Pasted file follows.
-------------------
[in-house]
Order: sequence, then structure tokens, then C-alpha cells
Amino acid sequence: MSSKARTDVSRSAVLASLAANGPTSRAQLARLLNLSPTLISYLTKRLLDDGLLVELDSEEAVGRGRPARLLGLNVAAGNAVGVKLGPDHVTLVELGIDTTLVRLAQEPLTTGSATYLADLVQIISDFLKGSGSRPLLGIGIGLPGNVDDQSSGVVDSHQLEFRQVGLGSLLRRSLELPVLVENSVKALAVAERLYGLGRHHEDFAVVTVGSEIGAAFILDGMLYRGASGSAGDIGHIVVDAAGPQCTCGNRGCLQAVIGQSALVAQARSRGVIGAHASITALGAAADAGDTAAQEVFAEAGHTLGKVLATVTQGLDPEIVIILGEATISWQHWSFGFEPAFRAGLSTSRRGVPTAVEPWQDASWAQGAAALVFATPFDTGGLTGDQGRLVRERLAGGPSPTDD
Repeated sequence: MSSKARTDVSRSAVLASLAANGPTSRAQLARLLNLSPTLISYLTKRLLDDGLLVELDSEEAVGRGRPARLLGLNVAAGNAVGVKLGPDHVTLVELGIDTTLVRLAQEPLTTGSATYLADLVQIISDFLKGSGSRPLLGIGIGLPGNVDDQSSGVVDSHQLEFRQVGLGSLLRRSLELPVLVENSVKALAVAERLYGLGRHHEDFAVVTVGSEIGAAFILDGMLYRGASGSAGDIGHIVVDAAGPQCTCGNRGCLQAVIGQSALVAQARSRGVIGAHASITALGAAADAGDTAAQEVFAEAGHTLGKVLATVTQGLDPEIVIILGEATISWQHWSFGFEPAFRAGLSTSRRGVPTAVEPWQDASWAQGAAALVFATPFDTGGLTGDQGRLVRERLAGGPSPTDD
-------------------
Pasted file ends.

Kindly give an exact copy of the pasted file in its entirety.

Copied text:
[in-house]
Order: sequence, then structure tokens, then C-alpha cells
Amino acid sequence: MSSKARTDVSRSAVLASLAANGPTSRAQLARLLNLSPTLISYLTKRLLDDGLLVELDSEEAVGRGRPARLLGLNVAAGNAVGVKLGPDHVTLVELGIDTTLVRLAQEPLTTGSATYLADLVQIISDFLKGSGSRPLLGIGIGLPGNVDDQSSGVVDSHQLEFRQVGLGSLLRRSLELPVLVENSVKALAVAERLYGLGRHHEDFAVVTVGSEIGAAFILDGMLYRGASGSAGDIGHIVVDAAGPQCTCGNRGCLQAVIGQSALVAQARSRGVIGAHASITALGAAADAGDTAAQEVFAEAGHTLGKVLATVTQGLDPEIVIILGEATISWQHWSFGFEPAFRAGLSTSRRGVPTAVEPWQDASWAQGAAALVFATPFDTGGLTGDQGRLVRERLAGGPSPTDD
Repeated sequence: MSSKARTDVSRSAVLASLAANGPTSRAQLARLLNLSPTLISYLTKRLLDDGLLVELDSEEAVGRGRPARLLGLNVAAGNAVGVKLGPDHVTLVELGIDTTLVRLAQEPLTTGSATYLADLVQIISDFLKGSGSRPLLGIGIGLPGNVDDQSSGVVDSHQLEFRQVGLGSLLRRSLELPVLVENSVKALAVAERLYGLGRHHEDFAVVTVGSEIGAAFILDGMLYRGASGSAGDIGHIVVDAAGPQCTCGNRGCLQAVIGQSALVAQARSRGVIGAHASITALGAAADAGDTAAQEVFAEAGHTLGKVLATVTQGLDPEIVIILGEATISWQHWSFGFEPAFRAGLSTSRRGVPTAVEPWQDASWAQGAAALVFATPFDTGGLTGDQGRLVRERLAGGPSPTDD